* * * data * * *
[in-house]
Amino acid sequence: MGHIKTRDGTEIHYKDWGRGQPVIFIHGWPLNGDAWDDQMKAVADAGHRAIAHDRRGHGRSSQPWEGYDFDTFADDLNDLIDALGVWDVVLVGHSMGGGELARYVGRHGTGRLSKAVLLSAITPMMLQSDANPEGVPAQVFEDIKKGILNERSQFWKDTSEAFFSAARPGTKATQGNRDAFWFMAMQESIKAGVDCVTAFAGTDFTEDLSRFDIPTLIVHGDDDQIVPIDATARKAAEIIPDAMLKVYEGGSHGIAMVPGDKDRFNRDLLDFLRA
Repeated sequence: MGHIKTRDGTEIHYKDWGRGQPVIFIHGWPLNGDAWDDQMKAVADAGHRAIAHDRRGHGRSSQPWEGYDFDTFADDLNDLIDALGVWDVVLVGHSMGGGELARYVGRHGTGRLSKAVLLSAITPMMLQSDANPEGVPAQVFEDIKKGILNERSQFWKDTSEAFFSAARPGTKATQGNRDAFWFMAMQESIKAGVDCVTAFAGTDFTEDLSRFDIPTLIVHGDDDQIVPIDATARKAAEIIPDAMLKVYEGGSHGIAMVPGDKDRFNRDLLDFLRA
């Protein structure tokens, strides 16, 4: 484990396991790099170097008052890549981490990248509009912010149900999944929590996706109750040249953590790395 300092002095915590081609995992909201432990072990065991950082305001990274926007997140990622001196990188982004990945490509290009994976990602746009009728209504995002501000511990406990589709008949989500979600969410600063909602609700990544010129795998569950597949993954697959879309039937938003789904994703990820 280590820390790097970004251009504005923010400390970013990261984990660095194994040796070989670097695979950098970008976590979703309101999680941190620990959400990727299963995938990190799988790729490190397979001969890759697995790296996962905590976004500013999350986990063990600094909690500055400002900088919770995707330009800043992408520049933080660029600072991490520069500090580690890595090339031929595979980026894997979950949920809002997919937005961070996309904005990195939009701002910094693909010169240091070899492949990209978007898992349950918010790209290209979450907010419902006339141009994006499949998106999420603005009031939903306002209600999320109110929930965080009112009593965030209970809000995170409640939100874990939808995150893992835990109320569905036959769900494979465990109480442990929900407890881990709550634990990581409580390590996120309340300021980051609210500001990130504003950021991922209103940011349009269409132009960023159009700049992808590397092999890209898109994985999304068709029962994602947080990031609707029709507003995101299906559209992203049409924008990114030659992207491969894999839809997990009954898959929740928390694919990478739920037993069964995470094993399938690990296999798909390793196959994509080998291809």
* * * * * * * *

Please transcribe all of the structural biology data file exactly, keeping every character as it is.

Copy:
[in-house]
Amino acid sequence: MGHIKTRDGTEIHYKDWGRGQPVIFIHGWPLNGDAWDDQMKAVADAGHRAIAHDRRGHGRSSQPWEGYDFDTFADDLNDLIDALGVWDVVLVGHSMGGGELARYVGRHGTGRLSKAVLLSAITPMMLQSDANPEGVPAQVFEDIKKGILNERSQFWKDTSEAFFSAARPGTKATQGNRDAFWFMAMQESIKAGVDCVTAFAGTDFTEDLSRFDIPTLIVHGDDDQIVPIDATARKAAEIIPDAMLKVYEGGSHGIAMVPGDKDRFNRDLLDFLRA
Repeated sequence: MGHIKTRDGTEIHYKDWGRGQPVIFIHGWPLNGDAWDDQMKAVADAGHRAIAHDRRGHGRSSQPWEGYDFDTFADDLNDLIDALGVWDVVLVGHSMGGGELARYVGRHGTGRLSKAVLLSAITPMMLQSDANPEGVPAQVFEDIKKGILNERSQFWKDTSEAFFSAARPGTKATQGNRDAFWFMAMQESIKAGVDCVTAFAGTDFTEDLSRFDIPTLIVHGDDDQIVPIDATARKAAEIIPDAMLKVYEGGSHGIAMVPGDKDRFNRDLLDFLRA
């Protein structure tokens, strides 16, 4: 484990396991790099170097008052890549981490990248509009912010149900999944929590996706109750040249953590790395 300092002095915590081609995992909201432990072990065991950082305001990274926007997140990622001196990188982004990945490509290009994976990602746009009728209504995002501000511990406990589709008949989500979600969410600063909602609700990544010129795998569950597949993954697959879309039937938003789904994703990820 280590820390790097970004251009504005923010400390970013990261984990660095194994040796070989670097695979950098970008976590979703309101999680941190620990959400990727299963995938990190799988790729490190397979001969890759697995790296996962905590976004500013999350986990063990600094909690500055400002900088919770995707330009800043992408520049933080660029600072991490520069500090580690890595090339031929595979980026894997979950949920809002997919937005961070996309904005990195939009701002910094693909010169240091070899492949990209978007898992349950918010790209290209979450907010419902006339141009994006499949998106999420603005009031939903306002209600999320109110929930965080009112009593965030209970809000995170409640939100874990939808995150893992835990109320569905036959769900494979465990109480442990929900407890881990709550634990990581409580390590996120309340300021980051609210500001990130504003950021991922209103940011349009269409132009960023159009700049992808590397092999890209898109994985999304068709029962994602947080990031609707029709507003995101299906559209992203049409924008990114030659992207491969894999839809997990009954898959929740928390694919990478739920037993069964995470094993399938690990296999798909390793196959994509080998291809």